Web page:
Shake That Weight ™ • 3rd August 2015 • 8 years ago
Body Dysmorphic Disorder!
One of the biggest disadvantages of trying to change your body image is overcoming the mental block of your own belief in what you look like. When I lost weight (over 4 stone in total) the hardest thing was realising what I actually looked like, even with being able to see the change on the scale and having to buy new clothes every few months because of my changing body shape, I was still unaware when looking in the mirror how much of a change I had already made. At 5ft 11 and weighing 11 stone my bmi actually told me I was now underweight. Going from overweight to underweight in the space of a year, it was amazing to me that I never realised that I was suffering with a disorder which actually affects a lot more people than you may think.
A friend referred me to the NHS information site for BDD, (which I have pasted below for ease) but before that got me to stand against a wall and drew a chalk outline tight around my body when I stepped forwards and turned around I was astounded at how slim I was and since then I have taken steps to make sure I see the true me.
If you think you may be like me and thousands of other who suffer or have suffered with BDD then please read the advice below. At the end there is a few helpful links, if you need more advice.
What is BDD?
Body dysmorphic disorder (BDD) is an anxiety disorder that causes a person to have a distorted view of how they look and to spend a lot of time worrying about their appearance.
For example, they may be convinced that a barely visible scar is a major flaw that everyone is staring at, or that their nose looks abnormal.
Having BDD does not mean the person is vain or self-obsessed.
When does low confidence turn into BDD?
Almost everyone feels unhappy about the way they look at some point in their life, but these thoughts usually come and go, and can be forgotten.
However, for someone with BDD, the thoughts are very distressing, do not go away and have a significant impact on daily life.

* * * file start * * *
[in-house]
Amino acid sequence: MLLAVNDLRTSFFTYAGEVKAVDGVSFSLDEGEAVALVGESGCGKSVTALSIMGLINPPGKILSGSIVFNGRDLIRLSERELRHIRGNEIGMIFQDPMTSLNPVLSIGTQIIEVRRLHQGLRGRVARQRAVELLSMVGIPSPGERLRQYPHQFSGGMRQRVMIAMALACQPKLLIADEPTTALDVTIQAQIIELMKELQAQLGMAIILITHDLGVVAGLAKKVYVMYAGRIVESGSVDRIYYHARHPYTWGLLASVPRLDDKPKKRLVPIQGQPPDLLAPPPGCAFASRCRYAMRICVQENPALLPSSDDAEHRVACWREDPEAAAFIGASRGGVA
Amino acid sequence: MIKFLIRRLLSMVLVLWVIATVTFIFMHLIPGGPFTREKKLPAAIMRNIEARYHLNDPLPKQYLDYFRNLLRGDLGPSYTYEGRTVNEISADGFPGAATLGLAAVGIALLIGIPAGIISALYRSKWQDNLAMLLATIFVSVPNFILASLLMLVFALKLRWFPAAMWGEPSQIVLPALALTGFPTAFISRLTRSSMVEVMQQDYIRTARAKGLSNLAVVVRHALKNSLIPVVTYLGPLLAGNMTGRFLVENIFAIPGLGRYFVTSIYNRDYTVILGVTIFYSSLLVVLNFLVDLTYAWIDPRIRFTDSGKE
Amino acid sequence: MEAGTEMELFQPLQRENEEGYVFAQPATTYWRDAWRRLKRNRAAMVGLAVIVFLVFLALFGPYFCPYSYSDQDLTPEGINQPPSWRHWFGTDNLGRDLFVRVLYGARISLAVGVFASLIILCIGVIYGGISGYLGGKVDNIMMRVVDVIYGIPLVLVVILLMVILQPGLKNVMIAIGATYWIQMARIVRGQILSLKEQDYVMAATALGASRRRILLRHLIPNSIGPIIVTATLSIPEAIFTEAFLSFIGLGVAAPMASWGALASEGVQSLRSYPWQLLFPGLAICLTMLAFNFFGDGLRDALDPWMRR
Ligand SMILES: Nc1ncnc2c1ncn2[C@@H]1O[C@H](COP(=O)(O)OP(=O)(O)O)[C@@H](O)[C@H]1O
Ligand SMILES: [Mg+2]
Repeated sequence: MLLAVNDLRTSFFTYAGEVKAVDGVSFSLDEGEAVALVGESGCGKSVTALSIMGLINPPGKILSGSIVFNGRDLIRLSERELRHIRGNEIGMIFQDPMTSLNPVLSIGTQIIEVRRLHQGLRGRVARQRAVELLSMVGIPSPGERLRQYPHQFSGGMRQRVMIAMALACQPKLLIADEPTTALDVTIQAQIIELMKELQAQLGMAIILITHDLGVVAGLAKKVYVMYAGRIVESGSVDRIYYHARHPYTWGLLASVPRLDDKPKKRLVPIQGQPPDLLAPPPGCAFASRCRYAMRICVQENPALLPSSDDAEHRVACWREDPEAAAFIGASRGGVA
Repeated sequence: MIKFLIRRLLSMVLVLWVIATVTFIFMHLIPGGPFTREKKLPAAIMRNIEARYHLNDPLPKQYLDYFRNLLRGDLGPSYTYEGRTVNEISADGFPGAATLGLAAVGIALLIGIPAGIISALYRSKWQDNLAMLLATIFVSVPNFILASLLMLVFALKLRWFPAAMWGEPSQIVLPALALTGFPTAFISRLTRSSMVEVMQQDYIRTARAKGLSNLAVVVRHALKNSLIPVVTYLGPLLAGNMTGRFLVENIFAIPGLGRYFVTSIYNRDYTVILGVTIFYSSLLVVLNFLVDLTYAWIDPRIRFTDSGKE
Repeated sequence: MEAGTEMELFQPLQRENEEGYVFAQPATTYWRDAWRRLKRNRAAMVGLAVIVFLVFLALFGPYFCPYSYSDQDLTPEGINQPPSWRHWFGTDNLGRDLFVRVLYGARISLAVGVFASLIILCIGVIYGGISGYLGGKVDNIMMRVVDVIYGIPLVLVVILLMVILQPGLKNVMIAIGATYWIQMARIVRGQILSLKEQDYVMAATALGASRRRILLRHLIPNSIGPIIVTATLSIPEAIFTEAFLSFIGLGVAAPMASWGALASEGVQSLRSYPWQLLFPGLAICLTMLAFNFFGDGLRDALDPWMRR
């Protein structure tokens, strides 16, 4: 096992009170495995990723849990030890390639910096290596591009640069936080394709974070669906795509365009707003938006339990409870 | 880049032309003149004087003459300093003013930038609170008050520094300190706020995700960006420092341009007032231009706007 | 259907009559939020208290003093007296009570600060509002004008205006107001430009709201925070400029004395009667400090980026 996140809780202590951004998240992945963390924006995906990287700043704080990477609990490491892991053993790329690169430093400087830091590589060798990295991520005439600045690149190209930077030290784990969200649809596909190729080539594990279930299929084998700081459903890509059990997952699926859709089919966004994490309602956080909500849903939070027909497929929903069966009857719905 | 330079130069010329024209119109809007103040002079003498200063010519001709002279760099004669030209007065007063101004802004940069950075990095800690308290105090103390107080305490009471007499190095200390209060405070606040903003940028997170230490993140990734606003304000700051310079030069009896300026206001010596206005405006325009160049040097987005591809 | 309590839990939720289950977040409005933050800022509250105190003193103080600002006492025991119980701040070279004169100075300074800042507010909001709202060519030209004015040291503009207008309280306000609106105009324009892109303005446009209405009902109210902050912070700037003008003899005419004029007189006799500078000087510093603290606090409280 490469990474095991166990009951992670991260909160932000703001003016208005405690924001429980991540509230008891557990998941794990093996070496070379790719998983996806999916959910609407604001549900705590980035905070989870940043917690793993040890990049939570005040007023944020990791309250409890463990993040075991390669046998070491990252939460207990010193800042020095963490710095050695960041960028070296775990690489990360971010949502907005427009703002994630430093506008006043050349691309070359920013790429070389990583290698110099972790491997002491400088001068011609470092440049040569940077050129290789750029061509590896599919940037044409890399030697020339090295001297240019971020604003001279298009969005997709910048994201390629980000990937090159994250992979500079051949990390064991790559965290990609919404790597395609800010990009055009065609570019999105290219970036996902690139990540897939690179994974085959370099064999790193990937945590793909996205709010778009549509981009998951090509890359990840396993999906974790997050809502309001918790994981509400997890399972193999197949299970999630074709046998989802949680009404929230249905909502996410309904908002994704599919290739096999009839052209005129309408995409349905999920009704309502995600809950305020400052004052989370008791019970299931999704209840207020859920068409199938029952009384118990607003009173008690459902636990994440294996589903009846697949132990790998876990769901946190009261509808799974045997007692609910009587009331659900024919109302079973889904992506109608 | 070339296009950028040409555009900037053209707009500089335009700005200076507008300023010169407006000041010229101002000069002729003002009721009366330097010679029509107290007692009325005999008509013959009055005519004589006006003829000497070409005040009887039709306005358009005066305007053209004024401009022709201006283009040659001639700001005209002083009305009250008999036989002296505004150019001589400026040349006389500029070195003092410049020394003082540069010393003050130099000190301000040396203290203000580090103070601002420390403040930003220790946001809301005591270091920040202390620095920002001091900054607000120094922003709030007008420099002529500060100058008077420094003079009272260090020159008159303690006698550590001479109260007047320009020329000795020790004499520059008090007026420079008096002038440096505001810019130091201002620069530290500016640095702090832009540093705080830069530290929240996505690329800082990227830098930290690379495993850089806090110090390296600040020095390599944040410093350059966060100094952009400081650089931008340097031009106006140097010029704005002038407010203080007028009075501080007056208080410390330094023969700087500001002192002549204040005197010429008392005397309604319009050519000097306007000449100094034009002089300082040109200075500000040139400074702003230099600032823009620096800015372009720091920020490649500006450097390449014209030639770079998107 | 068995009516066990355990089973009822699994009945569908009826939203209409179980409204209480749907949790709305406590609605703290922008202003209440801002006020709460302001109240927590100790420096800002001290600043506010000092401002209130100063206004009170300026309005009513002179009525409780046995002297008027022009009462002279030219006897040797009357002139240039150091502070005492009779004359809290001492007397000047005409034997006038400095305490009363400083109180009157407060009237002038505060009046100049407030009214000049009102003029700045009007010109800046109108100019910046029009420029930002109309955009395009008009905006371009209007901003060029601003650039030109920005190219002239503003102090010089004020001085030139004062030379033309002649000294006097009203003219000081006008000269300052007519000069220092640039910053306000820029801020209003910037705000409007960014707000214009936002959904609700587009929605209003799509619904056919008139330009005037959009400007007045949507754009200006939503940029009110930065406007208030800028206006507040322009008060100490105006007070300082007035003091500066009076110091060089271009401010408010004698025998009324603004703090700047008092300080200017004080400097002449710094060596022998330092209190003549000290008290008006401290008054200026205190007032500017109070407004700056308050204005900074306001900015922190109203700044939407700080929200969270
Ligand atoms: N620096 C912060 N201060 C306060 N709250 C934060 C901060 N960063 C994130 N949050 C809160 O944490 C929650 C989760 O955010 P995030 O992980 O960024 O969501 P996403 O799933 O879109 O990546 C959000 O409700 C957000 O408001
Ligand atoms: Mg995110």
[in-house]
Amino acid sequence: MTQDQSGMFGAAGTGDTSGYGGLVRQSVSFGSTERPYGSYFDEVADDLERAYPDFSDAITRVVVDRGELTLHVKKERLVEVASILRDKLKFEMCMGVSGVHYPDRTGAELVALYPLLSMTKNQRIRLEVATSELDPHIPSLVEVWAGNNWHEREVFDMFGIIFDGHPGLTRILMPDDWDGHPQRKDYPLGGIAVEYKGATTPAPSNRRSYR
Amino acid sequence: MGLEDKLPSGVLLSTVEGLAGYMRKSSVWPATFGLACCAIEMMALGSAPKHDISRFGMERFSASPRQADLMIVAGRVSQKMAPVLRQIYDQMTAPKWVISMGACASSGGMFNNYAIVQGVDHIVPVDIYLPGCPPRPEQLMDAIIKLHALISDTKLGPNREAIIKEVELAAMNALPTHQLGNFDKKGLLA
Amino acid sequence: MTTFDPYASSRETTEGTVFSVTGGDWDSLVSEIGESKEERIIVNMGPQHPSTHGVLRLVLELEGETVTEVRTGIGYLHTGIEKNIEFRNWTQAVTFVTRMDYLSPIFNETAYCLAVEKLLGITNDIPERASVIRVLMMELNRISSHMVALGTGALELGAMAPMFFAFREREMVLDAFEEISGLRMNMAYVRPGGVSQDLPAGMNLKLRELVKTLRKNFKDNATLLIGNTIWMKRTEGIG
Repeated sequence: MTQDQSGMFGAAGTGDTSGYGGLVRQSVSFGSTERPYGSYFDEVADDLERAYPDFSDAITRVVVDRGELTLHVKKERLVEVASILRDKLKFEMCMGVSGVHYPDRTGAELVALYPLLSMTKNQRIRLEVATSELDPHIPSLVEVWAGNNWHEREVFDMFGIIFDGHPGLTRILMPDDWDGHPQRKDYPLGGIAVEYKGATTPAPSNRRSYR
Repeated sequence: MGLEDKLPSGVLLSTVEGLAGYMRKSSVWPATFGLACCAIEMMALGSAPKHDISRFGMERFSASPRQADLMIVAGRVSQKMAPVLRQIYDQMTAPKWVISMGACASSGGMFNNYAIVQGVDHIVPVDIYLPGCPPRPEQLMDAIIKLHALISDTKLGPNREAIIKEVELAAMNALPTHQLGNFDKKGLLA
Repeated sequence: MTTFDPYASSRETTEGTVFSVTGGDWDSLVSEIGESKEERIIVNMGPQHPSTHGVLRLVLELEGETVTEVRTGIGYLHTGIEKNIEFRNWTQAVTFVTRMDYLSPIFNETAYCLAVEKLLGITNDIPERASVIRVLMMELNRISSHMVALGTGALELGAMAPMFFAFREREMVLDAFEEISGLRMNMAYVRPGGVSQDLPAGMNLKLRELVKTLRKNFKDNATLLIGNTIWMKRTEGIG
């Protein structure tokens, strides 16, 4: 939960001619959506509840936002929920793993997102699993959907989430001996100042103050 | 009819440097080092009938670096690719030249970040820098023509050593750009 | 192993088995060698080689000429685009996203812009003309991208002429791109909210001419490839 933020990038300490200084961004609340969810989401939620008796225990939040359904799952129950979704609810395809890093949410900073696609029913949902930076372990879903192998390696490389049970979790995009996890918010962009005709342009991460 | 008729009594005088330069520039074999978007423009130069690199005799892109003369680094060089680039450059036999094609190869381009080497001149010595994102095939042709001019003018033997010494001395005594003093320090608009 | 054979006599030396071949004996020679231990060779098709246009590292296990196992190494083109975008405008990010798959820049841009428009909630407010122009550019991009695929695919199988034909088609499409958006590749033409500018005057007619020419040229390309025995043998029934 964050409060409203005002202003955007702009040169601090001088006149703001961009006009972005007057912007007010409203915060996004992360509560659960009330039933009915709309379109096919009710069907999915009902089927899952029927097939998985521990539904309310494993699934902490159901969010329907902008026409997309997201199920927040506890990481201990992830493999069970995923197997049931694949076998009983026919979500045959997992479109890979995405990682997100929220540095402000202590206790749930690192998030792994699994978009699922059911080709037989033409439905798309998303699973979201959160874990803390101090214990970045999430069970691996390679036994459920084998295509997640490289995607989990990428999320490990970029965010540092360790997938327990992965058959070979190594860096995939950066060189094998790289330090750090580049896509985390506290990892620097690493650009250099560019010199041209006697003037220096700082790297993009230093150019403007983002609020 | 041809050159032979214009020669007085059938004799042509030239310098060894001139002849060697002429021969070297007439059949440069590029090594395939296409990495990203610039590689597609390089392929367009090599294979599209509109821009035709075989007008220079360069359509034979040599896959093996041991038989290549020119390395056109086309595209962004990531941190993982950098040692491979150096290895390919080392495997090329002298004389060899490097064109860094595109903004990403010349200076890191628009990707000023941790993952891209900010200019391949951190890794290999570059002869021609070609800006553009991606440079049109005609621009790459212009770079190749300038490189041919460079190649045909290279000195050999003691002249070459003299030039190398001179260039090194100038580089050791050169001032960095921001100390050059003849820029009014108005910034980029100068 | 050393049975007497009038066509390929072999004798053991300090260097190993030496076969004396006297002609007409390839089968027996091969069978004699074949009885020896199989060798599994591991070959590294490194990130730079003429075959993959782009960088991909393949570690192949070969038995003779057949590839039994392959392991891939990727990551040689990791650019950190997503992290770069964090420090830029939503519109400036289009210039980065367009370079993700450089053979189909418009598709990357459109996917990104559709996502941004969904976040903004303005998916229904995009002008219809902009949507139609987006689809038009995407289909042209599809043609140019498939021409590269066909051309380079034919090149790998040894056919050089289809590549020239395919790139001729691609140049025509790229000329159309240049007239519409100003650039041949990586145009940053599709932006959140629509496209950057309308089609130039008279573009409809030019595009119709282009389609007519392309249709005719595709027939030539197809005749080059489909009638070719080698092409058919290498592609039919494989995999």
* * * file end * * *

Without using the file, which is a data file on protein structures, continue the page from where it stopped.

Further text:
The person believes they are ugly or defective and that other people perceive them in this way, despite reassurances from others about their appearance.
Who is affected?
It’s estimated that up to one in every 100 people in the UK may have BDD, although this may be an underestimate as people with the condition often hide it from others. BDD has been found to affect similar numbers of males and females.
The condition can affect all age groups, but usually starts when a person is a teenager or a young adult, when people are generally most sensitive about their appearance.
It’s more common in people with a history of depression or social phobia. It often occurs alongside obsessive compulsive disorder (OCD)or generalised anxiety disorder, and may also exist alongside an eating disorder, such as anorexia or bulimia.
Typical behaviours of someone with BDD
BDD can seriously affect daily life, often affecting work, social life and relationships.
A person with BDD may:
constantly compare their looks to other people’s
spend a long time in front of a mirror, but at other times avoid mirrors altogether
spend a long time concealing what they believe is a defect
become distressed by a particular area of their body (most commonly their face)
feel anxious when around other people and avoid social situations
be very secretive and reluctant to seek help, because they believe others will see them as vain or self-obsessed
seek medical treatment for the perceived defect – for example, they may have cosmetic surgery, which is unlikely to relieve their distress
excessively diet and exercise
Although BDD is not the same as OCD, there are some similarities. For instance, the person may have to repeat certain acts, such as combing their hair, applying make-up, or picking their skin to make it “smooth”.
What causes BDD?
The cause of BDD is not clear. It may be genetic or caused by a chemical imbalance in the brain.